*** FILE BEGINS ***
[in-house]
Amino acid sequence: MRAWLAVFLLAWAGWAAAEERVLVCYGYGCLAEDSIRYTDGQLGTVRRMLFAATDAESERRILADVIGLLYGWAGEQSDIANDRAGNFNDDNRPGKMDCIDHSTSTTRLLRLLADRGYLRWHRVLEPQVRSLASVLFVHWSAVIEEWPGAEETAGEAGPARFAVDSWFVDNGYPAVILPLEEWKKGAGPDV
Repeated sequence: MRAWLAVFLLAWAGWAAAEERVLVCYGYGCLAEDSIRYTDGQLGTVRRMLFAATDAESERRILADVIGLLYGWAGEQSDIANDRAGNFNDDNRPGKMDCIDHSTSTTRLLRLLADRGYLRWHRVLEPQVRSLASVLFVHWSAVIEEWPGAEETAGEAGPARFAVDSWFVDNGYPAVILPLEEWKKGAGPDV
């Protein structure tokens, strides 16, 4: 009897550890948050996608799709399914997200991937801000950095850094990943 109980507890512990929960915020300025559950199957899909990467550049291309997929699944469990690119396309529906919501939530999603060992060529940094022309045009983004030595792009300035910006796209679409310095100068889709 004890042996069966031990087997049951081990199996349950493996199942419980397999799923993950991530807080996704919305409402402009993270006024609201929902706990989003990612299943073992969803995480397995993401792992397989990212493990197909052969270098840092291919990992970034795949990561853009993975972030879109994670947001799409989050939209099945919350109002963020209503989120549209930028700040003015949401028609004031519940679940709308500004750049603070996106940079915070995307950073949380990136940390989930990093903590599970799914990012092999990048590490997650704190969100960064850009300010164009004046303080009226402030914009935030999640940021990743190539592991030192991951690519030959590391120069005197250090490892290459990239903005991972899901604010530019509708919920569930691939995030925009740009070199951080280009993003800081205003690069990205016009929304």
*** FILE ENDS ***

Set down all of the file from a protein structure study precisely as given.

[in-house]
Amino acid sequence: MRAWLAVFLLAWAGWAAAEERVLVCYGYGCLAEDSIRYTDGQLGTVRRMLFAATDAESERRILADVIGLLYGWAGEQSDIANDRAGNFNDDNRPGKMDCIDHSTSTTRLLRLLADRGYLRWHRVLEPQVRSLASVLFVHWSAVIEEWPGAEETAGEAGPARFAVDSWFVDNGYPAVILPLEEWKKGAGPDV
Repeated sequence: MRAWLAVFLLAWAGWAAAEERVLVCYGYGCLAEDSIRYTDGQLGTVRRMLFAATDAESERRILADVIGLLYGWAGEQSDIANDRAGNFNDDNRPGKMDCIDHSTSTTRLLRLLADRGYLRWHRVLEPQVRSLASVLFVHWSAVIEEWPGAEETAGEAGPARFAVDSWFVDNGYPAVILPLEEWKKGAGPDV
């Protein structure tokens, strides 16, 4: 009897550890948050996608799709399914997200991937801000950095850094990943 109980507890512990929960915020300025559950199957899909990467550049291309997929699944469990690119396309529906919501939530999603060992060529940094022309045009983004030595792009300035910006796209679409310095100068889709 004890042996069966031990087997049951081990199996349950493996199942419980397999799923993950991530807080996704919305409402402009993270006024609201929902706990989003990612299943073992969803995480397995993401792992397989990212493990197909052969270098840092291919990992970034795949990561853009993975972030879109994670947001799409989050939209099945919350109002963020209503989120549209930028700040003015949401028609004031519940679940709308500004750049603070996106940079915070995307950073949380990136940390989930990093903590599970799914990012092999990048590490997650704190969100960064850009300010164009004046303080009226402030914009935030999640940021990743190539592991030192991951690519030959590391120069005197250090490892290459990239903005991972899901604010530019509708919920569930691939995030925009740009070199951080280009993003800081205003690069990205016009929304």